Eastburn Murders Expose a Loophole in the Law

Eastburn Family

Credit: http://militaryjusticeforall.com

Eastburn murders: a family was slaughtered in their home. It would take 25 years to find the killer and bring him to justice.

 

In May 1985, a young military wife, Katie Eastburn, was at home on Fort Bragg with her three daughters, Cara (age 5), Erin (age 3), and Janna (21 months).

Gary, her husband, was at a training camp in Alabama—500 miles away from North Carolina. Living apart for two months wasn’t easy for Katie and Gary. All household duties, like finding a new home for their dog, Dixie, fell on Katie’s shoulders. Dixie was old, and Katie feared she wouldn’t survive the six-month mandatory quarantine when they moved.

At a time before emails and cell phones, the couple stayed in touch by writing letters. With the exception of every Thursday night, when Gary called home from the pay phone.

One call went unanswered.

After several attempts to reach his wife, Gary became increasingly more worried that something was wrong. Katie had never missed a Thursday night phone call.

Unable to leave his military post, he frantically called home for two straight days and nights.

No one ever answered.

By Sunday night, the neighbors questioned where this beautiful family was—the warm spring air no longer sweetened by children’s laughter and the mail was piling up.

Eastburn family

Credit: http://militaryjusticeforall.com

They knocked at the front door. No answer. Inside the home a baby was crying. Immediately they called the local police, who broke down the door and found twenty-one-month-old Janna in her crib, severely dehydrated, her teeth black from only hours left to live. They passed Janna to an awaiting neighbor and shuffled all non-law enforcement from the scene.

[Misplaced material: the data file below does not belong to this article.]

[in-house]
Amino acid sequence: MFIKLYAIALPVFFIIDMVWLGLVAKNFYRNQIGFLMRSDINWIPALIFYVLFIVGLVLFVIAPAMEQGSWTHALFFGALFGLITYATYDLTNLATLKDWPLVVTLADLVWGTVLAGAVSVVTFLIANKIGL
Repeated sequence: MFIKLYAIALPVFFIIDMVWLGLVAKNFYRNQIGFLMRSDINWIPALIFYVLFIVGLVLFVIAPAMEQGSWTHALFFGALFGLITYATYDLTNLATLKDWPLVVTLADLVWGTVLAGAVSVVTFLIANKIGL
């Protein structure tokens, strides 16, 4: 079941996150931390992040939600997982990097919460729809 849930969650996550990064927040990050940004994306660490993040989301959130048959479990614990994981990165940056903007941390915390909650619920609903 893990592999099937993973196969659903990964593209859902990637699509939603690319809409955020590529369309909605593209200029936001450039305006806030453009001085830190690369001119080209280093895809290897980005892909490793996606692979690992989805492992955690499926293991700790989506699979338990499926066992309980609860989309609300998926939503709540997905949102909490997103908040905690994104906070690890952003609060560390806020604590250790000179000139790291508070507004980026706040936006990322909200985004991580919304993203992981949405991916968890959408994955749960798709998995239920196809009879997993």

The search of the residence continued.

In the living room by the couch was a pair of woman’s sneakers, the laces still tied. They also found woman’s panties, sliced in half. As they came down the hall to the master bedroom, they found five-year-old Erin lying on the floor by the bed, her throat severed. On the other side of the bed was Katie, bound with rope, her blouse and bra pulled apart, naked from the waist down, her throat severed, and multiple stab wounds to her face and chest.

The horror didn’t end there.

Two doors down, investigators found Cara in her bed, a Star Wars blanket covered her tiny body and head as though she was trying to hide from the intruder. She too had stab wounds and a severed throat.

Still at work, Gary received word that he had a phone call. He responded, “Oh, good, it’s Katie. I can stop worrying.”

“No,” said his buddy. “A detective is on the line.”

Gary answered the call. “How many are dead?” he asked.

But investigators were vague. All they told him was that he’d had a death in the family and needed to get home right away. It was a two-hour flight that Mother’s Day evening, and Gary spent every second of it worrying about what happened to his family.

Upon hearing the news, Gary said his world stopped, shattered in an instant. Investigators still can hear the sobs that broke from Gary that Mother’s Day evening. “It’s something that never leaves you.”

file000899100633Investigators conducted Luminol testing at the crime scene. They collected latent fingerprints and searched for clues to the assailant’s identity.

Back in 1985, DNA testing wasn’t available.

They interviewed the babysitter, who regularly helped out Katie. The babysitter was keeping secrets. For months she’d been corresponding with Jeffrey MacDonald, a military officer who claimed a band of long-haired hippies broke into his home while he was sleeping on the couch and murdered his wife and children, upstairs. At the time of the murders, the MacDonald family lived at Fort Bragg.

Police found no evidence to support his version of events. MacDonald was later convicted of the brutal slayings and sentenced to death.

Could the cases be connected? Was Jeffrey MacDonald telling the truth back then and the killers had struck again?

Investigators had to be sure. They dug deeper into his case file and found nothing to substantiate his claims. Other than the lovesick babysitter who swore MacDonald was innocent, investigators found no reason to believe the two cases were connected, even though both families were stabbed and the women were both raped.